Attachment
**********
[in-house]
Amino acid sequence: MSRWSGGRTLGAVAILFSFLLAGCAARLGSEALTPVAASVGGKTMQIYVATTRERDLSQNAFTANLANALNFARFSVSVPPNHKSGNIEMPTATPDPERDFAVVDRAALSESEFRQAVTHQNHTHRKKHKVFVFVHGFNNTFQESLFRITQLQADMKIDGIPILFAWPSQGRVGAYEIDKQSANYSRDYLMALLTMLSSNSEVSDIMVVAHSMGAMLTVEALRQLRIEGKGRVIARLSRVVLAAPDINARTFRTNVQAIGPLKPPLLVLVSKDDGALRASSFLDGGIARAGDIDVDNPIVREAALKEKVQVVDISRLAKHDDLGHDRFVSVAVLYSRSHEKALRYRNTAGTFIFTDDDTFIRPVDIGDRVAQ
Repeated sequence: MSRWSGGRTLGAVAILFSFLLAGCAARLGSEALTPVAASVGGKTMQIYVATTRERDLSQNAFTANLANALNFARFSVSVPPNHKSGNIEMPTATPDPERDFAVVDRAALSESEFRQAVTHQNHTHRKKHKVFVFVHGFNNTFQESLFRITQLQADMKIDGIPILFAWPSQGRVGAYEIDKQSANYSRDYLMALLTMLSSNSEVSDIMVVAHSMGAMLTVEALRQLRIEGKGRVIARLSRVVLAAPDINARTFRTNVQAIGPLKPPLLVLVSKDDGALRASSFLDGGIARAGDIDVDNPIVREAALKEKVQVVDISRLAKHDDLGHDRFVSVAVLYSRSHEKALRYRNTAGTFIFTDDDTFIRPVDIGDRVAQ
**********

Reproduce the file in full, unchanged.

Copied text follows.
[in-house]
Amino acid sequence: MSRWSGGRTLGAVAILFSFLLAGCAARLGSEALTPVAASVGGKTMQIYVATTRERDLSQNAFTANLANALNFARFSVSVPPNHKSGNIEMPTATPDPERDFAVVDRAALSESEFRQAVTHQNHTHRKKHKVFVFVHGFNNTFQESLFRITQLQADMKIDGIPILFAWPSQGRVGAYEIDKQSANYSRDYLMALLTMLSSNSEVSDIMVVAHSMGAMLTVEALRQLRIEGKGRVIARLSRVVLAAPDINARTFRTNVQAIGPLKPPLLVLVSKDDGALRASSFLDGGIARAGDIDVDNPIVREAALKEKVQVVDISRLAKHDDLGHDRFVSVAVLYSRSHEKALRYRNTAGTFIFTDDDTFIRPVDIGDRVAQ
Repeated sequence: MSRWSGGRTLGAVAILFSFLLAGCAARLGSEALTPVAASVGGKTMQIYVATTRERDLSQNAFTANLANALNFARFSVSVPPNHKSGNIEMPTATPDPERDFAVVDRAALSESEFRQAVTHQNHTHRKKHKVFVFVHGFNNTFQESLFRITQLQADMKIDGIPILFAWPSQGRVGAYEIDKQSANYSRDYLMALLTMLSSNSEVSDIMVVAHSMGAMLTVEALRQLRIEGKGRVIARLSRVVLAAPDINARTFRTNVQAIGPLKPPLLVLVSKDDGALRASSFLDGGIARAGDIDVDNPIVREAALKEKVQVVDISRLAKHDDLGHDRFVSVAVLYSRSHEKALRYRNTAGTFIFTDDDTFIRPVDIGDRVAQ